A WEED killer used by Kingston Council has been linked to Parkinson’s disease, infertility and cancers.
Council workers spray Roundup Biactive to control weeds and there is mounting evidence that one of its ingredients, glyphosate, may be toxic to humans.
European Union countries are reviewing the use of the chemical in weed killers and may vote to ban its sale later this month.
Councillors backed a notice of motion by Cr David Eden at council’s latest public council meeting to review Kingston Council’s use of Roundup Biactive, especially around schools, playgrounds and kindergartens.
“As a council, we can either ignore the evidence that’s starting to come to light or we can look at alternative approaches,” Cr Eden said.
He likened the scientific research on glyphosate to previous health problems that emerged around asbestos in buildings.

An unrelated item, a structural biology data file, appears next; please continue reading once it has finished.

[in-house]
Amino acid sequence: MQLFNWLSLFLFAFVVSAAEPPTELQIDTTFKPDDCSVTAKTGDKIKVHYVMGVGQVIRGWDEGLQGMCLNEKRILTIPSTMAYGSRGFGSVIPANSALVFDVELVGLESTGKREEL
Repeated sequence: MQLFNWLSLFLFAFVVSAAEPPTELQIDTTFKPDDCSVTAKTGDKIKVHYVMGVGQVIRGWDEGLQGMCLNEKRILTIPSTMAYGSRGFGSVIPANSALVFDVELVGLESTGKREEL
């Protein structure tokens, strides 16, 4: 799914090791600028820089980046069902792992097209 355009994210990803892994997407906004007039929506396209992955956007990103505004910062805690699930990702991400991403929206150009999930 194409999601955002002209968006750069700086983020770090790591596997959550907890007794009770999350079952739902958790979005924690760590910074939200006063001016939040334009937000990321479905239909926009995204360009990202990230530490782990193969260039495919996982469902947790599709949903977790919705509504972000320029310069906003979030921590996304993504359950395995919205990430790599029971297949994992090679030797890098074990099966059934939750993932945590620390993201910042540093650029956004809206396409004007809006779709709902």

“People dismissed it because authorities said it may not be a concern.”
The use of glyphosate around lakes and waterways is also a concern according to Cr Eden.
He also said a local kindergarten organiser told him the kinder is using chemical-free weed killers because some children “were starting to get a rash”.
“It’s commonly accepted that younger people are more susceptible to the impact of a wide range of chemicals.”
Bayside Council decided earlier this year to order its staff to use pine oil and steam to control weeds in areas where children play and limit the use of herbicides.
Castlemaine and Bendigo residents have petitioned their councils to cease using glyphosate-based pesticides.
Using steam-based alternatives for weed control can be more expensive.
In February WorkSafe Victoria issued guidelines for employers to minimise employees’ exposure to herbicides such as glyphosate.
“Spraying should also be avoided during very windy conditions to minimise the possibility of exposure to spray drift,” the guidelines stated.